How To Be An Adult
Recommended reading for the journey #1
“There are ghosts asleep inside every one of us: arcane issues never addressed, ancient griefs never laid to rest, suspicions, self-counts, banished longings, secret meanings. Something in this book may call one of these ghosts by name. It will then arise from its slumber and begin speaking.” - David Richo, How to be an adult, A handbook on psychological and spiritual integration
Don’t tell me what to do! I’m almost an adult!
If you think back to your teenage years or the times you’ve spent around teenagers, you may remember there is a turning point after which the word ‘adult‘ comes up very often: in casual conversations (“I can do that. I’m almost an adult.”), in angry threats (“You can’t keep telling me what to do, I’m going to be an adult soon!”), and in awe-filled exclamations (“Wow, I can’t believe I’m going to be an adult!”).
It’s as though the young person has started to feel the approach of the winds of adulthood, and is at once excited and terrified of this impending status change. They say the word ‘adult’ repeatedly, trying it on for size. Perhaps that’s how one gets used to the idea of leaving childhood and entering a more stern, saturnine territory filled with other words like hard work, maturity, and responsibility. Though there are geographical, cultural, and individual differences in when one is considered an adult and how families and/or local societies respond to and support the newcomer, one thing is clear: there is no formal handbook that teaches us how to navigate this transition and achieve any level of mastery.
As one young family member once told me, when she grew up to be an adult, she would always know what to do. If only! Countries, at different ages, bestow a variety of legal rights and responsibilities on their youth. This is the time a young person may go off to college, enter into employment, or generally choose, or have thrust upon them1, the next direction of their life. Most of the current emphasis is on how we should prepare and perform in the external world. This is essential, but I think we can agree that it is at least equally important to pay attention to our inner, psychological worlds.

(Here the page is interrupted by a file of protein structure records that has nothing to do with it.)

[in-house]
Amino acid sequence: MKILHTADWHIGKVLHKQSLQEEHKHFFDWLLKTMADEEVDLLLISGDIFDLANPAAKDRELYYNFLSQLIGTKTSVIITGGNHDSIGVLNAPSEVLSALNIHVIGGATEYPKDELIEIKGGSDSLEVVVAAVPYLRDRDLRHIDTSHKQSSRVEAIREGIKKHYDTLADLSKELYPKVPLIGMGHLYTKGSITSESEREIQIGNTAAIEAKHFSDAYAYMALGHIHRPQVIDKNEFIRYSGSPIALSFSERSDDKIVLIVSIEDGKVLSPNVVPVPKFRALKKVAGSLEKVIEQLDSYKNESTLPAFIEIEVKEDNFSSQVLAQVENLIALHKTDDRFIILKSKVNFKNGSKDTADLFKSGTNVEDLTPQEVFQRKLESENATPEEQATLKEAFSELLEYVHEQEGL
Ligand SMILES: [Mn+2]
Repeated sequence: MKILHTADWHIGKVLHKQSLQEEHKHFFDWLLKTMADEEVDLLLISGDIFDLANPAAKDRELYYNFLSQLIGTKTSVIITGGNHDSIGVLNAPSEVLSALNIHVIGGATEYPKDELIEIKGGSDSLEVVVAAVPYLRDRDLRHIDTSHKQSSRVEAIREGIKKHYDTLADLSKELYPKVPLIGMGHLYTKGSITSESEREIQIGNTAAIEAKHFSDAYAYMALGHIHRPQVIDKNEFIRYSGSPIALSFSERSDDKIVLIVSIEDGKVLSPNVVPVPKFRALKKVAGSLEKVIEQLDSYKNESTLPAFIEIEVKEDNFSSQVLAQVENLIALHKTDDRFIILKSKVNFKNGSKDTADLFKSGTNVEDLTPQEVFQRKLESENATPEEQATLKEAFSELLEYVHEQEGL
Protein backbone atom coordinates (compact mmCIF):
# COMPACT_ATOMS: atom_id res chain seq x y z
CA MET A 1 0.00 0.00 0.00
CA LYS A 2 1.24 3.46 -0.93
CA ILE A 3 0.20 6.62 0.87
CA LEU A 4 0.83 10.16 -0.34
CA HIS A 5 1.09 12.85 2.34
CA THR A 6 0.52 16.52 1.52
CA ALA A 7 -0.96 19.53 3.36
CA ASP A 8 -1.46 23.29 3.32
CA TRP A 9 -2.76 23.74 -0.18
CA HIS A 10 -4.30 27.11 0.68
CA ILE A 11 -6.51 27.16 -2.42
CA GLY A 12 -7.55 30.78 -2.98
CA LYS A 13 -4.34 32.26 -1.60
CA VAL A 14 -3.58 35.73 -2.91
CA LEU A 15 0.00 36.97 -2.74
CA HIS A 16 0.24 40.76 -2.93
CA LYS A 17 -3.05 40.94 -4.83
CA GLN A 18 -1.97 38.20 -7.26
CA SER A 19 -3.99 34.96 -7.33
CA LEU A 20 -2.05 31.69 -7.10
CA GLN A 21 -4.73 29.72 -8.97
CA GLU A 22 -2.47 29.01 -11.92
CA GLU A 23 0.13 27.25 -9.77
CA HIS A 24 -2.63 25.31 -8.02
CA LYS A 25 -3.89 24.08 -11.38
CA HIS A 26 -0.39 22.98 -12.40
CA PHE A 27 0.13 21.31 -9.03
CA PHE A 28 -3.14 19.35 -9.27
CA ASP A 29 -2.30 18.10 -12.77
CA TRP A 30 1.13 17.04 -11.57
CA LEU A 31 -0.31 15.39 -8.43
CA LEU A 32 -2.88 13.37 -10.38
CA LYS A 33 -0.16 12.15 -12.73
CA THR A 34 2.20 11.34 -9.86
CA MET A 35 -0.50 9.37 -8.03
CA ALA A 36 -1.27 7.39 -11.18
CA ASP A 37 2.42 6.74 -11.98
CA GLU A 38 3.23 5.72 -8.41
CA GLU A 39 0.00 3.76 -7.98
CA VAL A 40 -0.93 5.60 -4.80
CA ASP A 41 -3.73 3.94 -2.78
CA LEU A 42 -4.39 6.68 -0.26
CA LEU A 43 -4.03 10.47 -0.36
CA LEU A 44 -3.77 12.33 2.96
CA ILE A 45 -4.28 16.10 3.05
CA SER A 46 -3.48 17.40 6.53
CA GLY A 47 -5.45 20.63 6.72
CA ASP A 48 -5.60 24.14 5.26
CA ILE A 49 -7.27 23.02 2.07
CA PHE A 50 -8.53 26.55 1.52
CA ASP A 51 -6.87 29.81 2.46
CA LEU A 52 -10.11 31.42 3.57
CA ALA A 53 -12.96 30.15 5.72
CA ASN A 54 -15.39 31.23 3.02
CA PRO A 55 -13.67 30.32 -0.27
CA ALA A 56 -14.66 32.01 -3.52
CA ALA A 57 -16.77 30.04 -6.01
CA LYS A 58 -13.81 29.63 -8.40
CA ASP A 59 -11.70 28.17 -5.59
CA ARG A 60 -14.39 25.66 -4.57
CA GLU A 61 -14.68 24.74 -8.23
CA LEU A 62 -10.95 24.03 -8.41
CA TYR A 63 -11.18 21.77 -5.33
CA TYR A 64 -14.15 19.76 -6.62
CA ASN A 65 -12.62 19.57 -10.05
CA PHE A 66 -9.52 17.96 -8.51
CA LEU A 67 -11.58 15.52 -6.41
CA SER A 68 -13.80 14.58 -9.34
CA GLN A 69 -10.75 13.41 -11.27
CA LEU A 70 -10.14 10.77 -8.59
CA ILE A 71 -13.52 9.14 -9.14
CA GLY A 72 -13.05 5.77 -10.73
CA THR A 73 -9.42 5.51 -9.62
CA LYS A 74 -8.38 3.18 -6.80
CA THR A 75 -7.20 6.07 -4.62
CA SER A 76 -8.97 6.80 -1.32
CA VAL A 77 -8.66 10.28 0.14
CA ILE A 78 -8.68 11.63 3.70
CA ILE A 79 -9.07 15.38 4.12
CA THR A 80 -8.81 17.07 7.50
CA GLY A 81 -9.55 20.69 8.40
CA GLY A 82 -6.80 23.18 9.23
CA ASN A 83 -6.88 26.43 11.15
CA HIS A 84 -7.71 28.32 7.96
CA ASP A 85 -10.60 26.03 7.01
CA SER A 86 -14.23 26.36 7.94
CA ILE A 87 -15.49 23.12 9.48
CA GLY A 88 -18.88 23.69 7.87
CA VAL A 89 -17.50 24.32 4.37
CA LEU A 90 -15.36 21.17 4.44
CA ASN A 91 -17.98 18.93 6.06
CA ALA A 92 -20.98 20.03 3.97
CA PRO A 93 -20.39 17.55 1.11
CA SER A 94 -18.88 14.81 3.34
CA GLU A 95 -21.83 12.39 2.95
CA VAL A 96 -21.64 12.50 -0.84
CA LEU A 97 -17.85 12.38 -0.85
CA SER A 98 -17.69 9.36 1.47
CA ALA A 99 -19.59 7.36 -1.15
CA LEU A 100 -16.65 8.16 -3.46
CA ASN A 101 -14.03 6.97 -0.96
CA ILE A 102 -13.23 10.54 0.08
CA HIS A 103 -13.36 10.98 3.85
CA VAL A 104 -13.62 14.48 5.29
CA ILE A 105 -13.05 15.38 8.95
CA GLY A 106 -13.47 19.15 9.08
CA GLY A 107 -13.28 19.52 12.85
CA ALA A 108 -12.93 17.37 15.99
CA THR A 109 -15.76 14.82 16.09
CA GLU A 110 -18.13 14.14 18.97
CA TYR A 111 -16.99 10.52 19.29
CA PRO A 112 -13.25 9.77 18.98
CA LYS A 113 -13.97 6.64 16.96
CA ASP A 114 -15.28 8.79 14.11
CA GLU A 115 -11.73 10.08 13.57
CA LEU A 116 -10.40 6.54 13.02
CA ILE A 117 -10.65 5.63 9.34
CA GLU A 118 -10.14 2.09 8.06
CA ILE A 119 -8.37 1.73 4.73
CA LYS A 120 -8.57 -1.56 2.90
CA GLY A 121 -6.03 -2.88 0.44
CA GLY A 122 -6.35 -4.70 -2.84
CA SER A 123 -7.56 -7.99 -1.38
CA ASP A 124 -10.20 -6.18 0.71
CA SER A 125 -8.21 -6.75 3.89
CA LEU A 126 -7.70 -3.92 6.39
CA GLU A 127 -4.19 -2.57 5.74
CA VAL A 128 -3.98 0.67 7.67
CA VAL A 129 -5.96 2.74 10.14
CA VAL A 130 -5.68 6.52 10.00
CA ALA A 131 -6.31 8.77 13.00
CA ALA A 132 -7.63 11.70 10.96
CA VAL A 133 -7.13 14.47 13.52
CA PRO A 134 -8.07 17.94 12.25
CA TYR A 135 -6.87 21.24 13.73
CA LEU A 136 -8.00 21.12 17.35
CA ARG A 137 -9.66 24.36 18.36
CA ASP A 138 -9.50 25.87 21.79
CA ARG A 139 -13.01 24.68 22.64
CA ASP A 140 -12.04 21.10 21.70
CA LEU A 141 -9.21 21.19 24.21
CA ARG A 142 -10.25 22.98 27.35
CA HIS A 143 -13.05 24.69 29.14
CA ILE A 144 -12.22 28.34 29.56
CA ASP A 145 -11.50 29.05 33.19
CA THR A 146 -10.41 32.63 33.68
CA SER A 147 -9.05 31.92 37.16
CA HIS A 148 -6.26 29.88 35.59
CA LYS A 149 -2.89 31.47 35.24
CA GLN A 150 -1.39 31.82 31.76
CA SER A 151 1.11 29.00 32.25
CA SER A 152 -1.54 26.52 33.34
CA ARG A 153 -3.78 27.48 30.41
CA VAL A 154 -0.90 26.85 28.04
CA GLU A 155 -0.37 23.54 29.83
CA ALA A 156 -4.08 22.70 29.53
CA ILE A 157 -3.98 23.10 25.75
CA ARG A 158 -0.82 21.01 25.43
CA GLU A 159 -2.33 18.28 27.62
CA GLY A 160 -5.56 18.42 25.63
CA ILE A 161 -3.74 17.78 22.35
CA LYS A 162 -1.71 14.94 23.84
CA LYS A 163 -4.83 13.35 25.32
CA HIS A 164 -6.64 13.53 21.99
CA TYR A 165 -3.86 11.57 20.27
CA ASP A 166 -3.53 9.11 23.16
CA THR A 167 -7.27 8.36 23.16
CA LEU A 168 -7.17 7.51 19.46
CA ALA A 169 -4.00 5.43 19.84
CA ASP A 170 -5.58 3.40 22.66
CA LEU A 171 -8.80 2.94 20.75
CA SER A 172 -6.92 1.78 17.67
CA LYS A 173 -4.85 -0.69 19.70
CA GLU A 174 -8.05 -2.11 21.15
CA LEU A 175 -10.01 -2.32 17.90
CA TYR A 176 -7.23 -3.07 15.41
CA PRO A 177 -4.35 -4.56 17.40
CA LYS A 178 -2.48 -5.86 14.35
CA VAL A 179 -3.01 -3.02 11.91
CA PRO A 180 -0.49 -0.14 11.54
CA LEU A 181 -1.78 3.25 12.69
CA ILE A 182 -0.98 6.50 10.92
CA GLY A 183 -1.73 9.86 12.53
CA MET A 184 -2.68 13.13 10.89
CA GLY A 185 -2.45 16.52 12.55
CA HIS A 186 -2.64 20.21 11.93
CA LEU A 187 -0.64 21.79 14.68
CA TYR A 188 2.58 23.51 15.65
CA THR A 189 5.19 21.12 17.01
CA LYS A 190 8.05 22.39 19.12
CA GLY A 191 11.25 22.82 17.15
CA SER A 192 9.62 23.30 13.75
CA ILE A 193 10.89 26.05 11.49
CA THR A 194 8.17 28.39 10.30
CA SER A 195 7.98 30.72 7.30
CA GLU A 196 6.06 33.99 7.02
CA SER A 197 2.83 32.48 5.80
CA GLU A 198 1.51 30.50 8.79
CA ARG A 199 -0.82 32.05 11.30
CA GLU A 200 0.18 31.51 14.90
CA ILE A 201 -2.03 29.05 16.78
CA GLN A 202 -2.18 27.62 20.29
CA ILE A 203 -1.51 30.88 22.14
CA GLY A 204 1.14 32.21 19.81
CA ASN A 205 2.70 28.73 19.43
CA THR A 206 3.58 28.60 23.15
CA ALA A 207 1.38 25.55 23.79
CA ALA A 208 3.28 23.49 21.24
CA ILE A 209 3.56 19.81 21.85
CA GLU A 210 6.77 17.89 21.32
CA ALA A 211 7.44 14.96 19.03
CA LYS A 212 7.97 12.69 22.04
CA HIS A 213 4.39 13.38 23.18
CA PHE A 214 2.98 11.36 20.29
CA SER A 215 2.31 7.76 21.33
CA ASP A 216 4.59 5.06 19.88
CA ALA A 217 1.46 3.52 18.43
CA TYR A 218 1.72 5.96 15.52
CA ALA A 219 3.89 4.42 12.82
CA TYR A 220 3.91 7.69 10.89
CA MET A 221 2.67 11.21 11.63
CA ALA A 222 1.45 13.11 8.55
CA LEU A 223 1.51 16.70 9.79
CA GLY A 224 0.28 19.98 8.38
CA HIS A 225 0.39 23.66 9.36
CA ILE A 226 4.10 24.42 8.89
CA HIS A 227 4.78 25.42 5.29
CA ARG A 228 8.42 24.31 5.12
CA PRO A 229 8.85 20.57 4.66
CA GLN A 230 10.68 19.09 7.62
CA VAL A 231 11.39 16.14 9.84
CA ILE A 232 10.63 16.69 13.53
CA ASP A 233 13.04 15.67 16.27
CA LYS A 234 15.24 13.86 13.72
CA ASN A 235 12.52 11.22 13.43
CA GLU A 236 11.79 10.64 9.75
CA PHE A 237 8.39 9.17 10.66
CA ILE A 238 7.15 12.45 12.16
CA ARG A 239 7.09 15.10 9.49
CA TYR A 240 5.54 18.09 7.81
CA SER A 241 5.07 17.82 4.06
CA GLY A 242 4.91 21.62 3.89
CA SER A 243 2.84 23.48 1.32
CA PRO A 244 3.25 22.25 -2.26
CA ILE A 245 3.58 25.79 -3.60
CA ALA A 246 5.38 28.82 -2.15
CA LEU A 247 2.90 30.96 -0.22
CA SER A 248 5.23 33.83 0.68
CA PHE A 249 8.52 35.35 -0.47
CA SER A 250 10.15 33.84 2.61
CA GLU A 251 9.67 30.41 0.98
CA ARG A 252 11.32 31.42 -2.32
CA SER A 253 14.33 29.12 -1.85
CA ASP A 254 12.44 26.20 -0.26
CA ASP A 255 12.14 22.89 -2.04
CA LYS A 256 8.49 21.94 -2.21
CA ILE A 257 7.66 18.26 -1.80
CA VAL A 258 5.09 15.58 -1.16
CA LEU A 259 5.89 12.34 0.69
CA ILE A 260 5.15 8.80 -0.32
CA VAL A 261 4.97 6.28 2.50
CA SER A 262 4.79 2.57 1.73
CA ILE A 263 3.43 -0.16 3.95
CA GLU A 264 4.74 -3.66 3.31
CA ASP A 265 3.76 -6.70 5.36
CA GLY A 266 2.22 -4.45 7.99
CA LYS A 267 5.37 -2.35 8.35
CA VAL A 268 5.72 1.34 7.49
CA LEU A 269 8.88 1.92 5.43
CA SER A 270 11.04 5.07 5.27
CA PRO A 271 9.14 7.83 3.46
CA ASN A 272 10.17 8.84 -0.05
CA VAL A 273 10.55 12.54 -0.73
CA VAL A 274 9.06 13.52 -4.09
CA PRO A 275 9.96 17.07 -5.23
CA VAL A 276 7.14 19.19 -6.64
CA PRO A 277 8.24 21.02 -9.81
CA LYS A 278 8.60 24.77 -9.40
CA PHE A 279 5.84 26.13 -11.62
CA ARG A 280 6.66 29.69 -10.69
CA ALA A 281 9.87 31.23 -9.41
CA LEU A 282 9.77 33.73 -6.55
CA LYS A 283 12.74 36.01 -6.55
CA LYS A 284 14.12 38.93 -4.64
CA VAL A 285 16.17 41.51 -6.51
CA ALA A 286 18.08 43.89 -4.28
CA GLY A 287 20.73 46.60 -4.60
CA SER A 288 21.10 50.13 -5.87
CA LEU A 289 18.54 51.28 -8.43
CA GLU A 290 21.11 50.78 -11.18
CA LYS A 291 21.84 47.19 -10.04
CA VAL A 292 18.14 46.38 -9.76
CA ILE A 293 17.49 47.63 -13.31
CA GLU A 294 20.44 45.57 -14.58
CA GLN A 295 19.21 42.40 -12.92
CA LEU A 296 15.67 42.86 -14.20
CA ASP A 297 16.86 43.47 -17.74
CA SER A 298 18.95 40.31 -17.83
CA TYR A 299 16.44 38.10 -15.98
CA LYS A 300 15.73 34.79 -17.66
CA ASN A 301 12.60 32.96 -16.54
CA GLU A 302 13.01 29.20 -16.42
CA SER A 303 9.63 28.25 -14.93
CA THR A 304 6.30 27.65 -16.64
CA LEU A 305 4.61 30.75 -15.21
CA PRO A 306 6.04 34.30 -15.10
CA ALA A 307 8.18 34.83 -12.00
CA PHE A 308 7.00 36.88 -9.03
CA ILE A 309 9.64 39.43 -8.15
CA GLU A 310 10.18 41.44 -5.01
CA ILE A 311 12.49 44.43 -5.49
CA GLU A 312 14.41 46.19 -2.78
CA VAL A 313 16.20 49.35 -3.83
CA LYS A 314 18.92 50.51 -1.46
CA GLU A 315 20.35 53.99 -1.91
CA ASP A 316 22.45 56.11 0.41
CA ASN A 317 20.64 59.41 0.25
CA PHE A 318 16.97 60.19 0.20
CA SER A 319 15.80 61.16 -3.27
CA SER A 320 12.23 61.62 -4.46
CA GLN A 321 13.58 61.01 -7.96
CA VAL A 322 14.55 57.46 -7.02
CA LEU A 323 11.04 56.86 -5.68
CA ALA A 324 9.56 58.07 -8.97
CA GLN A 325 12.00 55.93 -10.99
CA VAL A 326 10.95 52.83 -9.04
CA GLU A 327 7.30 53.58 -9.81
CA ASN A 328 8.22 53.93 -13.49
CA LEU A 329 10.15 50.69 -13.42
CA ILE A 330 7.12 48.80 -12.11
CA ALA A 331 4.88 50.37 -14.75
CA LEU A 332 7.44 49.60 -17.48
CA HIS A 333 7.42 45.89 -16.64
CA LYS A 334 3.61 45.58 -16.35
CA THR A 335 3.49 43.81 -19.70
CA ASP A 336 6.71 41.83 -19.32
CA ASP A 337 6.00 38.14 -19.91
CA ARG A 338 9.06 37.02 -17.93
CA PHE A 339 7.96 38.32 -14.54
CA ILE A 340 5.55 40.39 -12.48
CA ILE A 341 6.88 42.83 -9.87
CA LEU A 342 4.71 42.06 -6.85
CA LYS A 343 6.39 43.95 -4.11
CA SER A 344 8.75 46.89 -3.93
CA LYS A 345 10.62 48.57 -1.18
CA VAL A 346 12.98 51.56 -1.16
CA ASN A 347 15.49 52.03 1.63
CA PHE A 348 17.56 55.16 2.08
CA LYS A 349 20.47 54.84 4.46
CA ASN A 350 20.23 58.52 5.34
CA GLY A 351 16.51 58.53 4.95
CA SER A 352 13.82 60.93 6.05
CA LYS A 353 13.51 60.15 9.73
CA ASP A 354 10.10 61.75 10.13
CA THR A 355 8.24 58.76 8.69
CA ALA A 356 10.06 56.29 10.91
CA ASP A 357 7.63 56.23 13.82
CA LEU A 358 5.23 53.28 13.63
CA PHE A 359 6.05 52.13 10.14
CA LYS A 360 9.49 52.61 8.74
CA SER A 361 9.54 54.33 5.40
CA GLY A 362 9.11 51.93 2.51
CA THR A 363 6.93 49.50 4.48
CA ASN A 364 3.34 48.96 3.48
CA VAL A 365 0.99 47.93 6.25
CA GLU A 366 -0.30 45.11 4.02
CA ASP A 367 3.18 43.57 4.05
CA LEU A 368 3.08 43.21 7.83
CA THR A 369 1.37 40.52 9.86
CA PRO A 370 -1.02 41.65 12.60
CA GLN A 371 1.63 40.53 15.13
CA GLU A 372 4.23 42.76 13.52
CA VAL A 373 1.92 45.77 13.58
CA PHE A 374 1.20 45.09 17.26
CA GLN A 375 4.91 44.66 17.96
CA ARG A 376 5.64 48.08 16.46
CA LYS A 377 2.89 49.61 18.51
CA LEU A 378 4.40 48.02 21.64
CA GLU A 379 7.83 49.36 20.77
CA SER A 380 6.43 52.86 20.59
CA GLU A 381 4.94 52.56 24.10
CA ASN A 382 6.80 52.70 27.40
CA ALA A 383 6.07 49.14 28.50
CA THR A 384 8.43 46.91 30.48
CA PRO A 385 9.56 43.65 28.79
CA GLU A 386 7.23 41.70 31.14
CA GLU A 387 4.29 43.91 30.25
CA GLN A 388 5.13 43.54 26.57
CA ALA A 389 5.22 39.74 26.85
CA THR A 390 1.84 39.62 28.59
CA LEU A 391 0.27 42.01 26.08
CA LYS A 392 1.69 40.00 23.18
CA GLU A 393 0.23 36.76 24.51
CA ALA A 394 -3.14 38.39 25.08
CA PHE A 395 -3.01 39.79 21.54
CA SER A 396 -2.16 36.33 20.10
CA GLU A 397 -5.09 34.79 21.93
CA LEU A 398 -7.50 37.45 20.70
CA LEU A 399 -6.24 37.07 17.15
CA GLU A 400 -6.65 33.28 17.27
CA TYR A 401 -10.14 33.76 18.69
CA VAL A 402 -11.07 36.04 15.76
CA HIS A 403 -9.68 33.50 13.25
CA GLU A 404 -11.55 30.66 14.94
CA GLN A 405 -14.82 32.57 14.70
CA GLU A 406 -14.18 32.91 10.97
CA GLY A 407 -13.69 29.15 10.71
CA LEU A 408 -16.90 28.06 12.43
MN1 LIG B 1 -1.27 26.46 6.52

How to be an adult
While there may be never be a universally-agreed-upon book, How to be an adult, A handbook on psychological and spiritual integration by David Richo offers actionable advice even as it delves into the poetic depths of Jungian psychology. The book is loosely structured on Campbell’s hero’s journey and describes the path “from ineffective habits through adult responsibility to spiritual consciousness.” We let go (the stage of departure) of fear and our attachment to illusions, and work through the impact of our childhood experiences. We learn to deal with fear, anger, and guilt, and to build self-esteem and appropriate assertiveness. This allows us to take responsibility for how we show up as individuals, and within relationships. In the second phase (struggle), we dismantle old defeating patterns of behavior and learn how to build a healthy ego. The final phase (the return) involves working with our shadow, and the integration of the so-called positive and negative aspects of our behavior, becoming more whole when we acknowledge that we are capable of both.
Like all heroic journeys, it takes place in both the real world “out there” as much as it is a journey to the innermost self. Like all journeys, there is unexplainable poetry that accompanies each step. Like many journeys, it’s not a linear progression through the various phases. Instead, we may cycle back and forth, spending more time on one phase than another and coming back to some repeatedly, adulthood not being a once-arrived/finally-there destination.
Read this book, even if, like me, you’ve been an adult for a very long time. I promise it’s worth it. It’s a very slim volume and it won’t take you much time to read it. My suggestion is to keep it by your bedside because it’s one of those books, the ones that impart more wisdom each time you return to them.
It’s your turn!
What are your top journey-related book (fiction and non-fiction) recommendations, ones that helped you navigate your life? Share what you liked best about the books!
Obviously, impending adulthood is not always treacherous nor childhood uniformly idyllic, and situations can be presented or seemingly ‘thrust upon one’ at any time in life.